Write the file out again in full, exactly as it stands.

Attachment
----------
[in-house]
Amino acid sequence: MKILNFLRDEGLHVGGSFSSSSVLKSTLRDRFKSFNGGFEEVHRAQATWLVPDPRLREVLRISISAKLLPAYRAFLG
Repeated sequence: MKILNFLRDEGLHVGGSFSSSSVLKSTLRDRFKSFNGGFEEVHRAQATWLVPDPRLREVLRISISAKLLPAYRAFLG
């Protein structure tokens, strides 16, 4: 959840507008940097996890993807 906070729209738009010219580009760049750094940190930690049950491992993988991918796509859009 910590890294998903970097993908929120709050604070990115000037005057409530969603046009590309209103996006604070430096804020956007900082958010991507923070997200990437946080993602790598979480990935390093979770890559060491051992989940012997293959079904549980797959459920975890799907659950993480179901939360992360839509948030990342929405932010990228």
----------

[in-house]
Amino acid sequence: MKILNFLRDEGLHVGGSFSSSSVLKSTLRDRFKSFNGGFEEVHRAQATWLVPDPRLREVLRISISAKLLPAYRAFLG
Repeated sequence: MKILNFLRDEGLHVGGSFSSSSVLKSTLRDRFKSFNGGFEEVHRAQATWLVPDPRLREVLRISISAKLLPAYRAFLG
């Protein structure tokens, strides 16, 4: 959840507008940097996890993807 906070729209738009010219580009760049750094940190930690049950491992993988991918796509859009 910590890294998903970097993908929120709050604070990115000037005057409530969603046009590309209103996006604070430096804020956007900082958010991507923070997200990437946080993602790598979480990935390093979770890559060491051992989940012997293959079904549980797959459920975890799907659950993480179901939360992360839509948030990342929405932010990228």